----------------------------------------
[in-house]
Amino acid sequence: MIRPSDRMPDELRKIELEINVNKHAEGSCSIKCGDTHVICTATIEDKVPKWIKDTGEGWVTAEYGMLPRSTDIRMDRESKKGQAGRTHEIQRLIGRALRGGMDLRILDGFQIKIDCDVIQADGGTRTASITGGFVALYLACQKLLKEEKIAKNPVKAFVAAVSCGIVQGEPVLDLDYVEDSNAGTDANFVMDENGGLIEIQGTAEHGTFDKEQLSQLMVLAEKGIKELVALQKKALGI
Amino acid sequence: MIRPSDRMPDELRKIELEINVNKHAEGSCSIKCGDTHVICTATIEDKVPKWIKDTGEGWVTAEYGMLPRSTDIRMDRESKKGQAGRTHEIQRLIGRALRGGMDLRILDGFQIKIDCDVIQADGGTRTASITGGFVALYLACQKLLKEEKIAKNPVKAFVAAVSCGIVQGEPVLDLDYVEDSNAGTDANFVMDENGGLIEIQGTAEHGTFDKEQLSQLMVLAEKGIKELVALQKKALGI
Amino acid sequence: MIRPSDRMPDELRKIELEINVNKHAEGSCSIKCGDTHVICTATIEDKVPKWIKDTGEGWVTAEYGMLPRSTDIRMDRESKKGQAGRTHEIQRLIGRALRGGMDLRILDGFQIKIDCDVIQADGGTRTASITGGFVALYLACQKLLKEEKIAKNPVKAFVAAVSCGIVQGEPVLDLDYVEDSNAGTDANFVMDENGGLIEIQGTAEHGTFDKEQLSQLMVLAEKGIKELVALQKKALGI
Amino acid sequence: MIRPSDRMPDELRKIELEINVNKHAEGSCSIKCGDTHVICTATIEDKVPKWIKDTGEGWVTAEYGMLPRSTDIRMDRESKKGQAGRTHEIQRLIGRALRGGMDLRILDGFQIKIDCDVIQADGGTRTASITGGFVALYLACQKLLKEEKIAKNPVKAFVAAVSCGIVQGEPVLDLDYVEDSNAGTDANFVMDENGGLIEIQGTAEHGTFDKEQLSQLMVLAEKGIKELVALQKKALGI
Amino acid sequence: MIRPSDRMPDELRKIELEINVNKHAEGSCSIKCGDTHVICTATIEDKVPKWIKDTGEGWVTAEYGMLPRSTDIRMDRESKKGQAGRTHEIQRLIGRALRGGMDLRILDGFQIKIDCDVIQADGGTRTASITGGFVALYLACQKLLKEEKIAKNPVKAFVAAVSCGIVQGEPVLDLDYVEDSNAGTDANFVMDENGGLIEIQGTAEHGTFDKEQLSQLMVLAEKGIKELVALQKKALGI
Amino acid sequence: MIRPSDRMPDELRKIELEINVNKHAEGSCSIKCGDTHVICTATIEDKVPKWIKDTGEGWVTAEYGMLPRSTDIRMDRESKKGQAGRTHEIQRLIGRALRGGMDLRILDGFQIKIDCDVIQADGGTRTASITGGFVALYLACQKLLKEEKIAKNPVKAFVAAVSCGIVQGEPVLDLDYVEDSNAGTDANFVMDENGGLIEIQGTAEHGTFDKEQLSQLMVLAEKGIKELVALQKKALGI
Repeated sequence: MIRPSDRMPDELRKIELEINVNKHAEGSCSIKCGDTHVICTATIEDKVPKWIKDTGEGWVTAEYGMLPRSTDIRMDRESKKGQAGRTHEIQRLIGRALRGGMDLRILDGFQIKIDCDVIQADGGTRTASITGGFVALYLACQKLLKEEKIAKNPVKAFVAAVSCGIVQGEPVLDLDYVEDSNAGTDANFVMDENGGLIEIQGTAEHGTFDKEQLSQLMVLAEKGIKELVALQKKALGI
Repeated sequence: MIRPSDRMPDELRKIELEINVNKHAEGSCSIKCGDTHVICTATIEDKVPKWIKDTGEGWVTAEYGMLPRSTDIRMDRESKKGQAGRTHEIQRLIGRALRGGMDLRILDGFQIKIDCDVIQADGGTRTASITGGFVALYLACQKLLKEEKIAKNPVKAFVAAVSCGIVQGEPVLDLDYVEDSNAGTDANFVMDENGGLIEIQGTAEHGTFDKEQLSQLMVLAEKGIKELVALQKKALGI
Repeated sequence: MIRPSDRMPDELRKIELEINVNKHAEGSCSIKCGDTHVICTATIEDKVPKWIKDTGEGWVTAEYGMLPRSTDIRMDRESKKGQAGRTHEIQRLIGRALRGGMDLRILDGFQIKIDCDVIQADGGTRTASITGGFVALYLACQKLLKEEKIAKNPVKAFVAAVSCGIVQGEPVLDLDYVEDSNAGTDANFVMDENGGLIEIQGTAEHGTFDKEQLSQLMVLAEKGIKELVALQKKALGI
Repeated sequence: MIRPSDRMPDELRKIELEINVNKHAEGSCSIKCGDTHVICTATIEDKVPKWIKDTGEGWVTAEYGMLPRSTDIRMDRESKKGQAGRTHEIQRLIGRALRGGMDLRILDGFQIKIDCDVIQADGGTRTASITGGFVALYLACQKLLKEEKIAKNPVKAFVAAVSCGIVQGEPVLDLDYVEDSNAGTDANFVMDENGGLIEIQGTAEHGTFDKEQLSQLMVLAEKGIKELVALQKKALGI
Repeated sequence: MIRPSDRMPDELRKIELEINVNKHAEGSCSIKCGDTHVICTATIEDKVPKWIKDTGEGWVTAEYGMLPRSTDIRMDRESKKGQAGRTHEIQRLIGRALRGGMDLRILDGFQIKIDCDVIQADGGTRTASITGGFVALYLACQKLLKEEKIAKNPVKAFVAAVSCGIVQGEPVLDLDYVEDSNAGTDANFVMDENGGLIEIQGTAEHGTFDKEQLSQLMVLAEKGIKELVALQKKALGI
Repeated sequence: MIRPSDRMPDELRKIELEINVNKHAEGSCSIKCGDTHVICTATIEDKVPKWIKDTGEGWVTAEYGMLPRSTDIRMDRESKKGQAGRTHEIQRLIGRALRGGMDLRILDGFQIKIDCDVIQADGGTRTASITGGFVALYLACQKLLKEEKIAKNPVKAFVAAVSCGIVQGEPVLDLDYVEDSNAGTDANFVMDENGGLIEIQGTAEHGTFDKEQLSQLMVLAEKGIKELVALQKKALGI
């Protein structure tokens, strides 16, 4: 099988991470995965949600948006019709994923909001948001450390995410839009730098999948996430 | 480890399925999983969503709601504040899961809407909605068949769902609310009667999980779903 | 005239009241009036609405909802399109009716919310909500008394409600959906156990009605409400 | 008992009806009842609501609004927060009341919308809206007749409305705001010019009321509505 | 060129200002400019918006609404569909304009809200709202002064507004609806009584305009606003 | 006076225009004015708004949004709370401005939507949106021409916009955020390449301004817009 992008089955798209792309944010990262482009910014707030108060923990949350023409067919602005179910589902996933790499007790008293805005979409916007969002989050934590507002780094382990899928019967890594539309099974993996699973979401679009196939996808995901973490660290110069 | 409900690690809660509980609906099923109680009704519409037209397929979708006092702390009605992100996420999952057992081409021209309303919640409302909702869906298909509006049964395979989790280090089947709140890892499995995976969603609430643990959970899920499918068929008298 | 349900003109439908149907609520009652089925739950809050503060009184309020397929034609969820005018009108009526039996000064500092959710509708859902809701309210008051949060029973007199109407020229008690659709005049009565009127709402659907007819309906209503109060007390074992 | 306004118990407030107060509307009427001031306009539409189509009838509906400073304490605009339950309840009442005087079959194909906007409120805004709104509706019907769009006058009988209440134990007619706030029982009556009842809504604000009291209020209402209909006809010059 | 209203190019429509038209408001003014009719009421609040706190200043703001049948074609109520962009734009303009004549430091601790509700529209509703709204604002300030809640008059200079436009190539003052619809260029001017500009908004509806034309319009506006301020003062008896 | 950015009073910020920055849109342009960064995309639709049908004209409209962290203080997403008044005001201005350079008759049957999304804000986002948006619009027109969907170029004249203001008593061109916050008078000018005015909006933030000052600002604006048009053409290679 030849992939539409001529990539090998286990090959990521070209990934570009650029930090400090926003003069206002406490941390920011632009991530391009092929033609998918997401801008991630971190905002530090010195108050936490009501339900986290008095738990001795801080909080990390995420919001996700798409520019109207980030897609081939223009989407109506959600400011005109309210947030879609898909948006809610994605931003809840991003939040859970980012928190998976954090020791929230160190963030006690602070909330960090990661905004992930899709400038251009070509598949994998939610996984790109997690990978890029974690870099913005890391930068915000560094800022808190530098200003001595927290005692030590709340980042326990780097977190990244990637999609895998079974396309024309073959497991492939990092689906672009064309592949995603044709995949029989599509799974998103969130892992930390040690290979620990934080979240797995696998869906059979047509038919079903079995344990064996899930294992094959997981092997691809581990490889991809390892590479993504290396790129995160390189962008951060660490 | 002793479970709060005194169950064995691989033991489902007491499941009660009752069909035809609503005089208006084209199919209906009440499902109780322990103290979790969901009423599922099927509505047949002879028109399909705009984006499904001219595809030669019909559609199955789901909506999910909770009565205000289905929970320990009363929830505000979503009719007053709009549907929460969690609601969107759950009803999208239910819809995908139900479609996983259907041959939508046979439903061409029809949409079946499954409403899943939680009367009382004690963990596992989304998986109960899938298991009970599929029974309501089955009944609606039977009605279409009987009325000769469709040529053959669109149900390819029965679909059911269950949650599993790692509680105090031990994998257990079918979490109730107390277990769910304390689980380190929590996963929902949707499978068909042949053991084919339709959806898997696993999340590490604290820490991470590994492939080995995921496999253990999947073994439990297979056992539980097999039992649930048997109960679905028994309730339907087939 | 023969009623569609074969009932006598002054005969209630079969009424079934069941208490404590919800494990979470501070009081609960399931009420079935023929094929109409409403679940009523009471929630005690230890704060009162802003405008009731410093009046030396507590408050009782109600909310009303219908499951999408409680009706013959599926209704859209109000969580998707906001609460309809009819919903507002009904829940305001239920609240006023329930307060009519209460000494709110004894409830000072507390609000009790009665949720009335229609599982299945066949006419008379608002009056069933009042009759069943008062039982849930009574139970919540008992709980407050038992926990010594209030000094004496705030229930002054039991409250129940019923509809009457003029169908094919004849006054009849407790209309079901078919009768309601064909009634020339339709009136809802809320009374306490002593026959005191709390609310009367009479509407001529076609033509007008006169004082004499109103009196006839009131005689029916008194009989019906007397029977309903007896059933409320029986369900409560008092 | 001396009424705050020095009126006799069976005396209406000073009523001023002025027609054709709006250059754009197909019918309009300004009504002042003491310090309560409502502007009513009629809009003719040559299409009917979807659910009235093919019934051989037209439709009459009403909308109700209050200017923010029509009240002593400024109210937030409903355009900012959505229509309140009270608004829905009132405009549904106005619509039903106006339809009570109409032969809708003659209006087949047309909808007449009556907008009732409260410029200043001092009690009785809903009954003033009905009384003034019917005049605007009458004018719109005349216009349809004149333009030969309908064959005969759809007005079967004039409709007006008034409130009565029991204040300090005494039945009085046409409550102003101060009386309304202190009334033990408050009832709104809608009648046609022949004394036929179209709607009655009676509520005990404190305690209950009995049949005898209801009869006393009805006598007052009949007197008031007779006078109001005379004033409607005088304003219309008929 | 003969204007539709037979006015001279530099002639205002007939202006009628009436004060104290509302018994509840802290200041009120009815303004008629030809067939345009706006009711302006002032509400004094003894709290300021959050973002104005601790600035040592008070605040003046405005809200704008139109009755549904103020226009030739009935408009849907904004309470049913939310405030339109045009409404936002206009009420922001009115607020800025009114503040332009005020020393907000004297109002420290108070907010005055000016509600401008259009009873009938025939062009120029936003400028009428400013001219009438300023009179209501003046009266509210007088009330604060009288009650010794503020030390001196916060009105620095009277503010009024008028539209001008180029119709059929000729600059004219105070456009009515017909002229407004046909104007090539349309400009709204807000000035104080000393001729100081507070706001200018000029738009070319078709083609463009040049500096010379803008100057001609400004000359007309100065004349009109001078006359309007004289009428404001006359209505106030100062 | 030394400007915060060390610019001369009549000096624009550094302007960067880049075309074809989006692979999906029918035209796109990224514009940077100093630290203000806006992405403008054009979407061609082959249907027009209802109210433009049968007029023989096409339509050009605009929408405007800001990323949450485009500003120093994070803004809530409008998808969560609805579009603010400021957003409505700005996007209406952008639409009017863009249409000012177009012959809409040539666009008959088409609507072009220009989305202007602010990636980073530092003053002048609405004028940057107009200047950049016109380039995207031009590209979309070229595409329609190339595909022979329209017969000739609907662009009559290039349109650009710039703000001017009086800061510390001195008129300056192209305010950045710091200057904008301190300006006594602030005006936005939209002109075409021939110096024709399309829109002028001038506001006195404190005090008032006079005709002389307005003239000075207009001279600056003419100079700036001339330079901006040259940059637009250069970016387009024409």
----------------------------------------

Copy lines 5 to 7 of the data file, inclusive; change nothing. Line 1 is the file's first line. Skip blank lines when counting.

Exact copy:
Amino acid sequence: MIRPSDRMPDELRKIELEINVNKHAEGSCSIKCGDTHVICTATIEDKVPKWIKDTGEGWVTAEYGMLPRSTDIRMDRESKKGQAGRTHEIQRLIGRALRGGMDLRILDGFQIKIDCDVIQADGGTRTASITGGFVALYLACQKLLKEEKIAKNPVKAFVAAVSCGIVQGEPVLDLDYVEDSNAGTDANFVMDENGGLIEIQGTAEHGTFDKEQLSQLMVLAEKGIKELVALQKKALGI
Amino acid sequence: MIRPSDRMPDELRKIELEINVNKHAEGSCSIKCGDTHVICTATIEDKVPKWIKDTGEGWVTAEYGMLPRSTDIRMDRESKKGQAGRTHEIQRLIGRALRGGMDLRILDGFQIKIDCDVIQADGGTRTASITGGFVALYLACQKLLKEEKIAKNPVKAFVAAVSCGIVQGEPVLDLDYVEDSNAGTDANFVMDENGGLIEIQGTAEHGTFDKEQLSQLMVLAEKGIKELVALQKKALGI
Amino acid sequence: MIRPSDRMPDELRKIELEINVNKHAEGSCSIKCGDTHVICTATIEDKVPKWIKDTGEGWVTAEYGMLPRSTDIRMDRESKKGQAGRTHEIQRLIGRALRGGMDLRILDGFQIKIDCDVIQADGGTRTASITGGFVALYLACQKLLKEEKIAKNPVKAFVAAVSCGIVQGEPVLDLDYVEDSNAGTDANFVMDENGGLIEIQGTAEHGTFDKEQLSQLMVLAEKGIKELVALQKKALGI